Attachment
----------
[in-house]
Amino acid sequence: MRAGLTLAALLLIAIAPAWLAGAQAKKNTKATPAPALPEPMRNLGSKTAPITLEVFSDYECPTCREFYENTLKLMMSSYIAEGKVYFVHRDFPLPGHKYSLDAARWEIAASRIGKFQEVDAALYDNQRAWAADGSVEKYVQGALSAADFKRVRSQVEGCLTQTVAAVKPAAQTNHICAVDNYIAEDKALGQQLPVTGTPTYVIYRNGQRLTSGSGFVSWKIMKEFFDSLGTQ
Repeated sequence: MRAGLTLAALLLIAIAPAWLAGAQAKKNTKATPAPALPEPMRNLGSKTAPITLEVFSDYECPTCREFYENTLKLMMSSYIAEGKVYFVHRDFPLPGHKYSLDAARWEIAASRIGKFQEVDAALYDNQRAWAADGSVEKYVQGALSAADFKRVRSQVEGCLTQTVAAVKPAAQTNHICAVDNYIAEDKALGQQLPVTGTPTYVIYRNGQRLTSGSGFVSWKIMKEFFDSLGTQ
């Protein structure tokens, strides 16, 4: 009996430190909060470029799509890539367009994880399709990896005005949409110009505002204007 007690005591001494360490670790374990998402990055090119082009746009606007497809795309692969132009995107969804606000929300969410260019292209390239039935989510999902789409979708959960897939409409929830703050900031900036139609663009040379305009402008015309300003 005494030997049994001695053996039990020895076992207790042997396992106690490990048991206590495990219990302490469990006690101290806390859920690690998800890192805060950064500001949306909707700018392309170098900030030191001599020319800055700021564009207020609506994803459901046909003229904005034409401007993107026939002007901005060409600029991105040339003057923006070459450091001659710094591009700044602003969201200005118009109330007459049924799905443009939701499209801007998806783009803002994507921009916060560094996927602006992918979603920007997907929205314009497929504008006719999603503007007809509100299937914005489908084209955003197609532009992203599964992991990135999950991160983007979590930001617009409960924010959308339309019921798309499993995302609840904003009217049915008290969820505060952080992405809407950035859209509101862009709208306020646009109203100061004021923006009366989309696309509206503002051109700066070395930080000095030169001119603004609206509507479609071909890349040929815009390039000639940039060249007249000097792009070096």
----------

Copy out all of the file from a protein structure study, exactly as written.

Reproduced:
[in-house]
Amino acid sequence: MRAGLTLAALLLIAIAPAWLAGAQAKKNTKATPAPALPEPMRNLGSKTAPITLEVFSDYECPTCREFYENTLKLMMSSYIAEGKVYFVHRDFPLPGHKYSLDAARWEIAASRIGKFQEVDAALYDNQRAWAADGSVEKYVQGALSAADFKRVRSQVEGCLTQTVAAVKPAAQTNHICAVDNYIAEDKALGQQLPVTGTPTYVIYRNGQRLTSGSGFVSWKIMKEFFDSLGTQ
Repeated sequence: MRAGLTLAALLLIAIAPAWLAGAQAKKNTKATPAPALPEPMRNLGSKTAPITLEVFSDYECPTCREFYENTLKLMMSSYIAEGKVYFVHRDFPLPGHKYSLDAARWEIAASRIGKFQEVDAALYDNQRAWAADGSVEKYVQGALSAADFKRVRSQVEGCLTQTVAAVKPAAQTNHICAVDNYIAEDKALGQQLPVTGTPTYVIYRNGQRLTSGSGFVSWKIMKEFFDSLGTQ
């Protein structure tokens, strides 16, 4: 009996430190909060470029799509890539367009994880399709990896005005949409110009505002204007 007690005591001494360490670790374990998402990055090119082009746009606007497809795309692969132009995107969804606000929300969410260019292209390239039935989510999902789409979708959960897939409409929830703050900031900036139609663009040379305009402008015309300003 005494030997049994001695053996039990020895076992207790042997396992106690490990048991206590495990219990302490469990006690101290806390859920690690998800890192805060950064500001949306909707700018392309170098900030030191001599020319800055700021564009207020609506994803459901046909003229904005034409401007993107026939002007901005060409600029991105040339003057923006070459450091001659710094591009700044602003969201200005118009109330007459049924799905443009939701499209801007998806783009803002994507921009916060560094996927602006992918979603920007997907929205314009497929504008006719999603503007007809509100299937914005489908084209955003197609532009992203599964992991990135999950991160983007979590930001617009409960924010959308339309019921798309499993995302609840904003009217049915008290969820505060952080992405809407950035859209509101862009709208306020646009109203100061004021923006009366989309696309509206503002051109700066070395930080000095030169001119603004609206509507479609071909890349040929815009390039000639940039060249007249000097792009070096």